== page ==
• Getting Extracurricular Activities Right

    Getting Extracurriculars Right

    Most kids don’t have enough schoolwork to occupy all their afterschool time. This can be great – if they have stuff to do. Most parents don’t want to see their kids come home and sit in front of the TV until bedtime. But with all the options out there, picking the right extracurricular activities for your child can be tricky. Read on for some tips on how to get extracurriculars right.

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    Let Them Lead

    First, don’t choose for them. Signing your child up for something that doesn’t interest them can cause behavioral problems, resentment, and anxiety. Instead, try offering your child a range of options: school-based activities, sports, cultural activities, volunteering, and outdoor groups. Besides an online search, your local library usually has information about activities, a jam-packed bulletin board (not everyone has a website), and their own afterschool programs.

    Be Openminded

    There’s tons out there, but only your openmindedness and guidance will help your child find the right pick for them. “Sports” doesn’t have to mean “football”: it can include activities as diverse as fishing, bowling, luge racing – let their imagination run wild. The more specific and esoteric, the better: if they’re really into tall ships, let them nerd out on tall ships. If they aren’t interested in becoming a violinist or a painter, they might still appreciate culture; symphonies and art museums often have children’s programs in music and art appreciation.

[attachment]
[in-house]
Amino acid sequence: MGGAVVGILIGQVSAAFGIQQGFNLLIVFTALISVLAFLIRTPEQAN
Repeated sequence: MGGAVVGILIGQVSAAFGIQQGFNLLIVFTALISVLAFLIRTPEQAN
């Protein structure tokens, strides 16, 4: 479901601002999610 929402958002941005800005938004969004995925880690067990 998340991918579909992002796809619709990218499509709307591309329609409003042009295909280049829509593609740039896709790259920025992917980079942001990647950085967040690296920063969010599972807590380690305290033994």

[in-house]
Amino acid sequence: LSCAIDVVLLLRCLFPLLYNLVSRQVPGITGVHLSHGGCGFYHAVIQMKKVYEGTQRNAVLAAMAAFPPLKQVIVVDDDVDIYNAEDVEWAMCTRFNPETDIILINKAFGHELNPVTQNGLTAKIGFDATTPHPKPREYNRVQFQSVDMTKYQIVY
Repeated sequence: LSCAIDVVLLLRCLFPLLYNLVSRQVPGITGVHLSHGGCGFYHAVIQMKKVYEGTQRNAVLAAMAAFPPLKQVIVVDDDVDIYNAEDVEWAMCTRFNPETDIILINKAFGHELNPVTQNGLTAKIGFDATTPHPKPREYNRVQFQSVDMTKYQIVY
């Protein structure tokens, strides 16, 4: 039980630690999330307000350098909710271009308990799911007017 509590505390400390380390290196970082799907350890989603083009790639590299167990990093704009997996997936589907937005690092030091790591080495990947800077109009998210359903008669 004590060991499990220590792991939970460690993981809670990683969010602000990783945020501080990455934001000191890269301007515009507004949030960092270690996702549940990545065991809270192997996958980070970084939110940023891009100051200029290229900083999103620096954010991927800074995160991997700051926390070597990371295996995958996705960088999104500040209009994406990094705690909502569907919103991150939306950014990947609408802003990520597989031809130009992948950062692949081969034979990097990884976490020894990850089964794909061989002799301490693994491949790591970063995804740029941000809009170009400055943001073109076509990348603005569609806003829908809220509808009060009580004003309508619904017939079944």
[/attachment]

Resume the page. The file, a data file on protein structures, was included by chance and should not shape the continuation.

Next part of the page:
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    Stay Firm

    Be sure to make it clear to your child that they will have the last word in picking what they do after school – as long as it’s not “the stay-at-home video game club.” Whatever they do, a social aspect is important. If they have close friends who do a certain activity, that can be an incentive to sign up, but also assure your child that they’ll make new friends no matter what activity they pick.

    Be Supportive

    If you want your child to stick with their activity of choice, show an interest and praise their progress. Remember that young children are just growing into themselves, so it may take a few different attempts to find something they truly enjoy. Make sure they try a given activity for at least a week, but let them quit if they’re miserable.

    Once they find their extracurricular activity, do all you can to get your child to stick with it. Who knows? It could become a lifelong passion.

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